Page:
BAKERSFIELD, Calif. (KGET) — For months, business owners in downtown Bakersfield have complained about “aggressive” panhandlers and not enough security. The Bakersfield City Council unveiled a possible solution.

The Bakersfield city council Wednesday evening, unanimously approved giving $50,000 to the Downtown Business Association, a fraction of the money the city received from the American Rescue Plan Act (ARP). The funds will be used to beef up private security.

“This is a big win for downtown, a big win for our downtown businesses,” Melanie Farmer the president of the Bakersfield Downtown Business Association said. “This is security. This is extra security to help these businesses so they can lessen the crime and mental illness that comes through their businesses on a daily basis.”

City councilmembers all had stances on downtown’s vandalism and security issues.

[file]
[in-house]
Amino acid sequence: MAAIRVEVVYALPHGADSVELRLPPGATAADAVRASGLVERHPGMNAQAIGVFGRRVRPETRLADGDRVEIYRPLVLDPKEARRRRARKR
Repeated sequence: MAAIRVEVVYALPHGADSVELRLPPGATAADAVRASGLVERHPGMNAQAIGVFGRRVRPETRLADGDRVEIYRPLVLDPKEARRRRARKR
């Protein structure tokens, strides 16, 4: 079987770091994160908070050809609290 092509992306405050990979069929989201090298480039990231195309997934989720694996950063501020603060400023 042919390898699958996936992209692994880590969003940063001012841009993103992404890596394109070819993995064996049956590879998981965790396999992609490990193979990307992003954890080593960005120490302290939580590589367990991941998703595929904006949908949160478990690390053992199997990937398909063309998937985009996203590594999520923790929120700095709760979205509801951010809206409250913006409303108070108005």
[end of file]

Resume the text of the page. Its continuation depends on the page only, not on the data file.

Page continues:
“If we do have enhanced security such as this in a defined geographical area. That doesn’t eliminate the problem of crime in downtown,” City councilmember Ward 2 Andrae Gonzales said. “All it does is potentially displace it a few blocks away.”

“If we lose our downtown area that’s kind of the heartbeat of any city,” City councilmember Ward 6 Patty Gray said. “You can see what’s happened to cities all over this country that are losing their inner city.”

“It’s gotta be done if we’re ever going to start pushing back on crime in this area,” Vice Mayor and City councilmember Ward 3 Ken Weir said. “It needs to happen and it needs to happen now.

During the meeting, city manager Christian Clegg announced any recognized business association in Bakersfield can apply for these funds for private security. The ARP funds total $1 million.

Councilman Andrae Gonzales proposed allocating half of that to security and the other half to business development, which was approved.

The council also approved preliminary plans for gravity locks and steel lids for dumpsters in Bakersfield at the city’s expense, to deter vandalism and other crimes, with business owners responsible for maintaining them.

The next step is for the city to come up with the enforcement policy.